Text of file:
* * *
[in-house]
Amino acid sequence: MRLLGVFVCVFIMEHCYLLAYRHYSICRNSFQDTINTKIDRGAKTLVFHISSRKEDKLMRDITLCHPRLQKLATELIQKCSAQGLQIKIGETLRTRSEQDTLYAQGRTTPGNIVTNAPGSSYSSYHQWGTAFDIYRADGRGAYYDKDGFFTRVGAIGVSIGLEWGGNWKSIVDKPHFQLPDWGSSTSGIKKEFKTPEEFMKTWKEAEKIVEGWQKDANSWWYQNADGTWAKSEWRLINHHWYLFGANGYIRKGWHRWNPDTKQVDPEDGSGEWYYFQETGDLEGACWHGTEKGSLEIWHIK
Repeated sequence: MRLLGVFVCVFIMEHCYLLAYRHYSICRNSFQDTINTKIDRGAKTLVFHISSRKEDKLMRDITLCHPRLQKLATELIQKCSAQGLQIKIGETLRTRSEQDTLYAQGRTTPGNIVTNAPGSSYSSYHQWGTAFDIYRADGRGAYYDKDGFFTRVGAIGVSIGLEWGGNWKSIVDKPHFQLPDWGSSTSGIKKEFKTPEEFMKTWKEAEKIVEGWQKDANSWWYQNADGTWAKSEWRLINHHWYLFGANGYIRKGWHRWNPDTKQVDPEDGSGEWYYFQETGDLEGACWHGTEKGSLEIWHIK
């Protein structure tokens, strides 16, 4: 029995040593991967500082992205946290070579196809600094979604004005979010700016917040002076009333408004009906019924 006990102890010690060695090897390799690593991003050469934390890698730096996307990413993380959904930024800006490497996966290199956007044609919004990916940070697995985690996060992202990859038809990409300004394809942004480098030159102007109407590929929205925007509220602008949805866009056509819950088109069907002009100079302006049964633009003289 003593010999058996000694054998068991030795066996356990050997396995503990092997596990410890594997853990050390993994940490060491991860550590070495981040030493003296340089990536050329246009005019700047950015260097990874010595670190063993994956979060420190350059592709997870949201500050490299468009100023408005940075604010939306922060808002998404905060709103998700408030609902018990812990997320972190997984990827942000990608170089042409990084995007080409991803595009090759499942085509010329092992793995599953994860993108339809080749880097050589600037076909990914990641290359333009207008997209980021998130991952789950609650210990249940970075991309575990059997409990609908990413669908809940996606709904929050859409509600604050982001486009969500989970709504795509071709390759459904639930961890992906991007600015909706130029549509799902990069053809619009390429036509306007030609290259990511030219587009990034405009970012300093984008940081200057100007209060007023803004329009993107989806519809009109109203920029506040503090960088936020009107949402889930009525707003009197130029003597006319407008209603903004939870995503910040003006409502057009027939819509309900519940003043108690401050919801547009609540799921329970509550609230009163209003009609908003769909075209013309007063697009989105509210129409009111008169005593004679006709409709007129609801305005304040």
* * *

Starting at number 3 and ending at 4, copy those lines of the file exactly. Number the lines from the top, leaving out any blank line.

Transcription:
Repeated sequence: MRLLGVFVCVFIMEHCYLLAYRHYSICRNSFQDTINTKIDRGAKTLVFHISSRKEDKLMRDITLCHPRLQKLATELIQKCSAQGLQIKIGETLRTRSEQDTLYAQGRTTPGNIVTNAPGSSYSSYHQWGTAFDIYRADGRGAYYDKDGFFTRVGAIGVSIGLEWGGNWKSIVDKPHFQLPDWGSSTSGIKKEFKTPEEFMKTWKEAEKIVEGWQKDANSWWYQNADGTWAKSEWRLINHHWYLFGANGYIRKGWHRWNPDTKQVDPEDGSGEWYYFQETGDLEGACWHGTEKGSLEIWHIK
């Protein structure tokens, strides 16, 4: 029995040593991967500082992205946290070579196809600094979604004005979010700016917040002076009333408004009906019924 006990102890010690060695090897390799690593991003050469934390890698730096996307990413993380959904930024800006490497996966290199956007044609919004990916940070697995985690996060992202990859038809990409300004394809942004480098030159102007109407590929929205925007509220602008949805866009056509819950088109069907002009100079302006049964633009003289 003593010999058996000694054998068991030795066996356990050997396995503990092997596990410890594997853990050390993994940490060491991860550590070495981040030493003296340089990536050329246009005019700047950015260097990874010595670190063993994956979060420190350059592709997870949201500050490299468009100023408005940075604010939306922060808002998404905060709103998700408030609902018990812990997320972190997984990827942000990608170089042409990084995007080409991803595009090759499942085509010329092992793995599953994860993108339809080749880097050589600037076909990914990641290359333009207008997209980021998130991952789950609650210990249940970075991309575990059997409990609908990413669908809940996606709904929050859409509600604050982001486009969500989970709504795509071709390759459904639930961890992906991007600015909706130029549509799902990069053809619009390429036509306007030609290259990511030219587009990034405009970012300093984008940081200057100007209060007023803004329009993107989806519809009109109203920029506040503090960088936020009107949402889930009525707003009197130029003597006319407008209603903004939870995503910040003006409502057009027939819509309900519940003043108690401050919801547009609540799921329970509550609230009163209003009609908003769909075209013309007063697009989105509210129409009111008169005593004679006709409709007129609801305005304040």